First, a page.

Menu ≡ ╳
- Time Out
- Money Matters
- Blogs & Archives
- Classified Ads
by Jack Wright
Spain loves fiestas? It does, you can safely bet your life on it!
Spain loves to siesta? Yes. Practically all Spaniards would love to do it as often as before (read that as every day). But many of them can’t. It’s the price to pay for hyperactive post-Franco modernity. Long gone are the days when tourists were mystified by shops closed from 2:00 PM, which is the noontime in Spain, to 5:00 PM. After the customarily heavy meal, most everyone succumbed to a spell in bed or on the sofa. And not just for a minute or two either. Some offices didn’t re-open till the next day!
Today only 40% of Spaniards take the once overwhelmingly popular nap.
Spaniards’ reputation for lackadaisical attitude toward their jobs is proven true? False! They can’t be lackadaisical if 75% of them, according to Infojobs’ Digital Disconnection Report, stay connected with their work outside working hours. That is to say, these Spanish workers attend to job-related calls and emails – digital communication in general – beyond the hours despite the fact that Article 88 of the Organic Law 3/2018 guarantees their right to digital detox outside working hours and during vacation.
Spain loves to vacation? Most definitely. But then, who wouldn’t if they could? But there’s a difference: in Spain, a vacation of one solid month’s duration is a legal prerogative — written in legal stone. It’s the Spanish workers’ dream-come-true.
This summer, one goes around landlocked Madrid and sees a reassuringly familiar sight: the streets are emptied out of the Madrileños. That means they’ve all gone to the beaches along the Mediterranean if not to some “faraway places with strange sounding names.” (Does such a place still exist in this old world, though?) Who you do meet downtown are foreign tourists and tourists from the provinces vacationing in the nation’s capital.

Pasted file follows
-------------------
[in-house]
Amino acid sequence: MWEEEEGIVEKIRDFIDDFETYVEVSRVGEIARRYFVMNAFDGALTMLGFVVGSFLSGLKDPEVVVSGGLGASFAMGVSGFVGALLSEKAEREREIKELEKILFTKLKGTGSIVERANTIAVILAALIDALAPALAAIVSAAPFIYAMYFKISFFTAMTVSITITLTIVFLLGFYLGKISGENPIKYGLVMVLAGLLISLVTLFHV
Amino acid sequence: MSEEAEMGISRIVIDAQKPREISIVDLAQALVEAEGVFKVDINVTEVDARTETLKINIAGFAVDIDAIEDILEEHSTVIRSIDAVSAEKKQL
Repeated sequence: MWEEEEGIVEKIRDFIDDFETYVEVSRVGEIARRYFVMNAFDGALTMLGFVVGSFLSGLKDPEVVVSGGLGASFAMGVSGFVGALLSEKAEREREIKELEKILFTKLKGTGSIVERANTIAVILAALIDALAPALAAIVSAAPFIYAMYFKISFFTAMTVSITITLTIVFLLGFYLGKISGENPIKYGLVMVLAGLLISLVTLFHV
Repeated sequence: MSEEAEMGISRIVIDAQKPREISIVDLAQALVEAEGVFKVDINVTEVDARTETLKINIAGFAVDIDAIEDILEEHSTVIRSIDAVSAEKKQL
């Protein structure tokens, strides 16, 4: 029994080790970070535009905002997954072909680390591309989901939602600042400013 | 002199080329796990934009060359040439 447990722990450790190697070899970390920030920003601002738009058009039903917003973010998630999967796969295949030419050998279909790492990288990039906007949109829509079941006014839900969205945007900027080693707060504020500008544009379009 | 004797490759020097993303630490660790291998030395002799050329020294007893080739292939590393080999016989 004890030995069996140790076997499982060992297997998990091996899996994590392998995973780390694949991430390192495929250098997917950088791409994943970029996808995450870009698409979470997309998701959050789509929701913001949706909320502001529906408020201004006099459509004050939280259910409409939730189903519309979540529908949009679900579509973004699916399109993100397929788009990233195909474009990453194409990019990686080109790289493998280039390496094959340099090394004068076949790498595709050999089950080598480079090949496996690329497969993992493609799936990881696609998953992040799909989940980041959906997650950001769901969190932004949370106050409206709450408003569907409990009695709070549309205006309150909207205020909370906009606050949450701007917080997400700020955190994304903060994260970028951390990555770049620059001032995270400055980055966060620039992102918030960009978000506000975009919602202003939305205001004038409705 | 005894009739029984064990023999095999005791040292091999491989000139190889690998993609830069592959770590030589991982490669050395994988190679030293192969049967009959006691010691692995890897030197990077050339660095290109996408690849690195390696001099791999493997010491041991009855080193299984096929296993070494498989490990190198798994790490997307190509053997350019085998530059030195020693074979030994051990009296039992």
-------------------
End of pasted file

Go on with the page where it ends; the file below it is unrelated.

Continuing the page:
One would presume that inherent to this highly enviable “birthright” is the tuning out of one’s daily cares, especially work-related ones. But this is not the whole truth and nothing but. In summer, when vacation fun is the top priority, there are the 25% who simply can’t ignore intrusive digital communications.
And while this digital intrusion which happens to be against the law doesn’t seem to impinge significantly upon the Spaniards’ ability to have fun – their proverbial alegría de vivir – it can still be a hassle if the email or the corporate call requires attention that interferes with rest hours or vacation.
Incidentally, Spanish men are less able to detox than their female counterparts.
Featured image (Guidepost composition)
> Digital detox (digital devices in the garbage can)/Mario Verch Professional Photographer’s photostream, CC BY2.0 via Flickr. Superimposed on
> Tropical sunset/Rennett Stowe, CC BY2.0 via Flickr
Digital Detox (a person removing Facebook mobile application)/Marco Verch Professional Photographer’s photostream, CC BY2.0 via Flickr
Angry man/MEME TN, CC BY2.0 via Flickr
Texts, prints, photos and other illustrative materials depicted in GUIDEPOST have been either contributed by the authors of each published work or, to the Magazine’s good-faith knowledge, are in the public domain or otherwise benefit from the allowances of Articles 9(2), 10, 10(bis), and applicable others of the Berne Convention for the Protection of literary and artistic works.